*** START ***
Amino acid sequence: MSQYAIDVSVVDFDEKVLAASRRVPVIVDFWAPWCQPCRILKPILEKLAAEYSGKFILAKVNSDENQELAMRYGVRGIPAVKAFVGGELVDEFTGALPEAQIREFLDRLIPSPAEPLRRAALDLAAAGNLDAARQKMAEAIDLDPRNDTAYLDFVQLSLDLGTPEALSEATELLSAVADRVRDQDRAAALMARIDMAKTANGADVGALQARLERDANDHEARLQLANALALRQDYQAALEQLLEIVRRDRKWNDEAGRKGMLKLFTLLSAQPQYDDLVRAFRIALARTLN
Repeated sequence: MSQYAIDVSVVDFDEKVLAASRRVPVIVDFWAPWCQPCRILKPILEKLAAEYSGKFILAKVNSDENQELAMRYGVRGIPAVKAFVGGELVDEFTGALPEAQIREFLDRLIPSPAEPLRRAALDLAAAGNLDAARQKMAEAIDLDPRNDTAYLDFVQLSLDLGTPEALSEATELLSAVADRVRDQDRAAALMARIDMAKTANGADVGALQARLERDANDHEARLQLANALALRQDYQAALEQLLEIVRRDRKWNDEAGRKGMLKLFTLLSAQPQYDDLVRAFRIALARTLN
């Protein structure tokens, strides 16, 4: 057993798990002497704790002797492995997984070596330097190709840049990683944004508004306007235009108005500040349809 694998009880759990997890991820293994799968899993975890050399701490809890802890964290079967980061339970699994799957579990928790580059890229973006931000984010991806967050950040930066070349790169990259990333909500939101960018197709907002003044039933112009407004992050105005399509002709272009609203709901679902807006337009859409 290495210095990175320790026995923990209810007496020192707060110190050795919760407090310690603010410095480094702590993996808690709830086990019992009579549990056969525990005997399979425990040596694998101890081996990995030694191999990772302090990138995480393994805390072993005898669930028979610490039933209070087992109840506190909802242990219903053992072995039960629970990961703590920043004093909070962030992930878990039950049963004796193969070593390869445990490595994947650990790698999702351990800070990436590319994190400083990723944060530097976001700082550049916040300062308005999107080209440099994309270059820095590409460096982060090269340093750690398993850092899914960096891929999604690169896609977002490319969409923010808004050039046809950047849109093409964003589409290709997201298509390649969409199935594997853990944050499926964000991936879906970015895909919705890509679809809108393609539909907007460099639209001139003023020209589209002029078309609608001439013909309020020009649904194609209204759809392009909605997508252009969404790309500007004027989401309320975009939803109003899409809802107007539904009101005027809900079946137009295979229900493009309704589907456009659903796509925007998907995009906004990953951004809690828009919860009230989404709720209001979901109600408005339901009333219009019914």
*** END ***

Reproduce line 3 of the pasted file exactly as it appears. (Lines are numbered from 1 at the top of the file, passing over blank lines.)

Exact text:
């Protein structure tokens, strides 16, 4: 057993798990002497704790002797492995997984070596330097190709840049990683944004508004306007235009108005500040349809 694998009880759990997890991820293994799968899993975890050399701490809890802890964290079967980061339970699994799957579990928790580059890229973006931000984010991806967050950040930066070349790169990259990333909500939101960018197709907002003044039933112009407004992050105005399509002709272009609203709901679902807006337009859409 290495210095990175320790026995923990209810007496020192707060110190050795919760407090310690603010410095480094702590993996808690709830086990019992009579549990056969525990005997399979425990040596694998101890081996990995030694191999990772302090990138995480393994805390072993005898669930028979610490039933209070087992109840506190909802242990219903053992072995039960629970990961703590920043004093909070962030992930878990039950049963004796193969070593390869445990490595994947650990790698999702351990800070990436590319994190400083990723944060530097976001700082550049916040300062308005999107080209440099994309270059820095590409460096982060090269340093750690398993850092899914960096891929999604690169896609977002490319969409923010808004050039046809950047849109093409964003589409290709997201298509390649969409199935594997853990944050499926964000991936879906970015895909919705890509679809809108393609539909907007460099639209001139003023020209589209002029078309609608001439013909309020020009649904194609209204759809392009909605997508252009969404790309500007004027989401309320975009939803109003899409809802107007539904009101005027809900079946137009295979229900493009309704589907456009659903796509925007998907995009906004990953951004809690828009919860009230989404709720209001979901109600408005339901009333219009019914």